REPUBLIC OF AUSTRIA et al. v. ALTMANN
CERTIORARI TO THE UNITED STATES COURT OF APPEALS FOR THE NINTH CIRCUIT
No. 03-13. Argued February 25, 2004--Decided June 7, 2004
Upon evidence that certain of her uncle's valuable art works had either been seized by the Nazis or expropriated by Austria after World War II, respondent filed this action in Federal District Court to recover six of the paintings from petitioners, Austria and its instrumentality, the Austrian Gallery. She asserts jurisdiction under §2 of the Foreign Sovereign Immunities Act of 1976 (FSIA or Act), 28 U. S. C. §1330(a), which authorizes federal civil suits against foreign states "as to any claim for relief in personam with respect to which the foreign state is not entitled to immunity" under another section of the FSIA or under "any applicable international agreement." She further asserts that petitioners are not entitled to immunity under the FSIA's "expropriation exception," §1605(a)(3), which expressly exempts from immunity certain cases involving "rights in property taken in violation of international law." Petitioners moved to dismiss based on, inter alia, the two-part claim that (1) as of 1948, when much of their alleged wrongdoing took place, they would have enjoyed absolute sovereign immunity from suit in United States courts, and that (2) nothing in the FSIA retroactively divests them of that immunity. Rejecting this argument, the District Court concluded, among other things, that the FSIA applies retroactively to pre-1976 actions. The Ninth Circuit affirmed.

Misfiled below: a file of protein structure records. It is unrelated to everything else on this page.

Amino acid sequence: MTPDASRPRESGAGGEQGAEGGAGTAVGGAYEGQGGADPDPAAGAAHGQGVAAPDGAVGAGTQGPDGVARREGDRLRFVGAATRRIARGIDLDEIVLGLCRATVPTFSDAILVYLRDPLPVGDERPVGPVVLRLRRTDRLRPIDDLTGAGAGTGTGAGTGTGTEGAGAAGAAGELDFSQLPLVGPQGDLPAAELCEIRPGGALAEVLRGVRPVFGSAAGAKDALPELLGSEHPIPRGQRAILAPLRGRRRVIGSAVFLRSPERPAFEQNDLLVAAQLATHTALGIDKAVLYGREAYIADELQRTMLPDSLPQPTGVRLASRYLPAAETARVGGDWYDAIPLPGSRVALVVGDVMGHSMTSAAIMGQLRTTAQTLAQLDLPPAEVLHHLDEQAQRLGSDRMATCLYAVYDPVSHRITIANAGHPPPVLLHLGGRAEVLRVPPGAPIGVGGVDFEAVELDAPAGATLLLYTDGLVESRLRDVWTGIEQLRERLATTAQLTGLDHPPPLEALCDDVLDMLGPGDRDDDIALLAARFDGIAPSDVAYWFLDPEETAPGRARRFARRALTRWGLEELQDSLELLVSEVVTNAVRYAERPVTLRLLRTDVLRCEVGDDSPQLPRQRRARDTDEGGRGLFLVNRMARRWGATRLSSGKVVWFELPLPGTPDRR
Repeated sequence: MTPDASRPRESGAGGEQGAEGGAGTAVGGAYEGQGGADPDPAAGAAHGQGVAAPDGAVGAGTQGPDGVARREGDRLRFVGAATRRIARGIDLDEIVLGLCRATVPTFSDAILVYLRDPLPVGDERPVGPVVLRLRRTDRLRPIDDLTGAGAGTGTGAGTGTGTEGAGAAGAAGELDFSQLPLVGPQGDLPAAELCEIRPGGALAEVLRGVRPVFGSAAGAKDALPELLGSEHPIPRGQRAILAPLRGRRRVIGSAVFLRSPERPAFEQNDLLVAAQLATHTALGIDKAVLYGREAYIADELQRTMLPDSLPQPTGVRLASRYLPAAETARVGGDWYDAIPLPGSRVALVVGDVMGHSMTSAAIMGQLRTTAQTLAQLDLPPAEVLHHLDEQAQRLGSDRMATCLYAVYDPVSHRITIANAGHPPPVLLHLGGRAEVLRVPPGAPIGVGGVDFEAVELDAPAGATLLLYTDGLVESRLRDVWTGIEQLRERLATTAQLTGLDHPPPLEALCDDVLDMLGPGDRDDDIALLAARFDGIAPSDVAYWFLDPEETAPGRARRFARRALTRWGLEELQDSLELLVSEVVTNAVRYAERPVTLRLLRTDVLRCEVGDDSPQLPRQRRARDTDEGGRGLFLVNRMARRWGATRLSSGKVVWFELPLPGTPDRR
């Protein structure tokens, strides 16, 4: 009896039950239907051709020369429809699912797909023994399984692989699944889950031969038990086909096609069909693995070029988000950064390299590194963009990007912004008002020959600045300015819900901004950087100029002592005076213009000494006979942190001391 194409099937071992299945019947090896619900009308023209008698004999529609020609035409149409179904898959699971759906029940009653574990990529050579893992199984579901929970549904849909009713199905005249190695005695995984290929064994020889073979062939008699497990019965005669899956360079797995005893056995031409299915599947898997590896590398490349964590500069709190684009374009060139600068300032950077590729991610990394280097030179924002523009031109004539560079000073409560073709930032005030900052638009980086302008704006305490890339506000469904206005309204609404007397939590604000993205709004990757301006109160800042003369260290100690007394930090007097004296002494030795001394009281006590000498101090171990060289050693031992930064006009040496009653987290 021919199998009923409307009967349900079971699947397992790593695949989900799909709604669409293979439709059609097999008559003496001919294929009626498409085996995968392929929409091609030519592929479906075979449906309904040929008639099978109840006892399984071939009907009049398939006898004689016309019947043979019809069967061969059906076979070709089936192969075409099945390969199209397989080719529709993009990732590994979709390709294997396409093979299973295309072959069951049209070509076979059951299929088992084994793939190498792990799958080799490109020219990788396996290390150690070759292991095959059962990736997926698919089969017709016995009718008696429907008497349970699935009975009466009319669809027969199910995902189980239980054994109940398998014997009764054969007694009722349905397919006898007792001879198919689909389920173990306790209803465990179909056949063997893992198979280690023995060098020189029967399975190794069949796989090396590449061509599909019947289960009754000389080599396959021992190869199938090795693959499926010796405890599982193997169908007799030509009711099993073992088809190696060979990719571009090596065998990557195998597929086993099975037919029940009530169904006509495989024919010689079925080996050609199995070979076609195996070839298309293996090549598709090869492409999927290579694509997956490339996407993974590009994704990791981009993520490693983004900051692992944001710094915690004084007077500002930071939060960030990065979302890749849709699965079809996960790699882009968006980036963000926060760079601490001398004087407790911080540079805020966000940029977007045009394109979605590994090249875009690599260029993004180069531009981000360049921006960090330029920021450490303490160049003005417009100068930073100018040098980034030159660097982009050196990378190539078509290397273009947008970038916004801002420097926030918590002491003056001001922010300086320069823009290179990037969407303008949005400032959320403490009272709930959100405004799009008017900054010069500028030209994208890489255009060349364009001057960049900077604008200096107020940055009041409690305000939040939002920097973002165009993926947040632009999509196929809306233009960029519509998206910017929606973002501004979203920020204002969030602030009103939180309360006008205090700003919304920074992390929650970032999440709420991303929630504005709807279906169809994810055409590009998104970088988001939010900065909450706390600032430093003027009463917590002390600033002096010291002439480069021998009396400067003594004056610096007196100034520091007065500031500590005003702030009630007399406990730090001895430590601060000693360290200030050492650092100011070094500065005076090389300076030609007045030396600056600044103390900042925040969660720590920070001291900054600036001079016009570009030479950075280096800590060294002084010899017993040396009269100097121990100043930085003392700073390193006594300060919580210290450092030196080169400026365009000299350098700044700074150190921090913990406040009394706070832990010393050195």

Held: The FSIA applies to conduct, like petitioners' alleged wrongdoing, that occurred prior to the Act's 1976 enactment and even prior to the United States' 1952 adoption of the so-called "restrictive theory" of sovereign immunity. Pp. 9-24.